The results of the Progress in International Reading Literacy Study (PIRLS 2001) were published in 2003. In addition to data about the reading achievements of 10-year-olds in 35 countries, PIRLS 2001 also collected questionnaire information from children, their teachers, headteachers and parents. The results showed not just how well students can perform in various reading tasks, but also the relationship between reading abilities and other characteristics, including the characteristics of their homes and schools, the students’ attitudes to reading, reading enjoyment, selfconfidence, engagement and perceptions of their reading abilities. Surprisingly enough, children in England were reported as having poor attitudes to reading, compared to children in many other countries, despite high achievement on the reading tests. This paper raises some concerns about the interpretation of results from the study, suggesting a more complex picture than that presented in the summary index published in 2003. Our secondary analysis of the attitude and achievement data from PIRLS shows that pupils with low ability levels have misunderstood the questions which tested their attitudes towards reading. The authors point out that caution is needed when making cross-country comparisons to avoid naïve approaches to interpretation. The results suggest that the precise construction of items concerning attitudes is crit- ical, especially when the instrument is being administered to young children and trial- ling and review of attitude instruments might be needed before their large-scale use. This study can give rise to further work to assess whether the outcomes found can be extended and justify the need for a review of the attitude instruments currently in use.

Attitude items and low ability students: the need for a cautious approach to interpretation

GNALDI, MICHELA;
2005-01-01

Abstract

The results of the Progress in International Reading Literacy Study (PIRLS 2001) were published in 2003. In addition to data about the reading achievements of 10-year-olds in 35 countries, PIRLS 2001 also collected questionnaire information from children, their teachers, headteachers and parents. The results showed not just how well students can perform in various reading tasks, but also the relationship between reading abilities and other characteristics, including the characteristics of their homes and schools, the students’ attitudes to reading, reading enjoyment, selfconfidence, engagement and perceptions of their reading abilities. Surprisingly enough, children in England were reported as having poor attitudes to reading, compared to children in many other countries, despite high achievement on the reading tests. This paper raises some concerns about the interpretation of results from the study, suggesting a more complex picture than that presented in the summary index published in 2003. Our secondary analysis of the attitude and achievement data from PIRLS shows that pupils with low ability levels have misunderstood the questions which tested their attitudes towards reading. The authors point out that caution is needed when making cross-country comparisons to avoid naïve approaches to interpretation. The results suggest that the precise construction of items concerning attitudes is crit- ical, especially when the instrument is being administered to young children and trial- ling and review of attitude instruments might be needed before their large-scale use. This study can give rise to further work to assess whether the outcomes found can be extended and justify the need for a review of the attitude instruments currently in use.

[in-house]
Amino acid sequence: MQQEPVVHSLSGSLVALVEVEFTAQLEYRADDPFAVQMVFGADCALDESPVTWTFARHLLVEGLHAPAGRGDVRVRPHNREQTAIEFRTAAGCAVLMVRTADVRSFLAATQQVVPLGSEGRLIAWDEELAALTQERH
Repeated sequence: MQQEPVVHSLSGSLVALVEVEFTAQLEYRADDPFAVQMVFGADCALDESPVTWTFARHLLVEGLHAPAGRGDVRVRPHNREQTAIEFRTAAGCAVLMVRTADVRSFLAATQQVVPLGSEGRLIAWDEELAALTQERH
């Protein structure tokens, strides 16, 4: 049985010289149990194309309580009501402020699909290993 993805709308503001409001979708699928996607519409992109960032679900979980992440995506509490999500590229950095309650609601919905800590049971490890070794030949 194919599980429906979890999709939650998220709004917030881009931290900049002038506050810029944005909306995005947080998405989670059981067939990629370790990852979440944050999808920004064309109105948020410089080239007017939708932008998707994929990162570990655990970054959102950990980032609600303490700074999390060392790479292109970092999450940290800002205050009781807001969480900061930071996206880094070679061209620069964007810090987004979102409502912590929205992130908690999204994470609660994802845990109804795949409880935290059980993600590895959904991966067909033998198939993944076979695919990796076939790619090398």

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Utilizza questo identificativo per citare o creare un link a questo documento: https://hdl.handle.net/11391/173324
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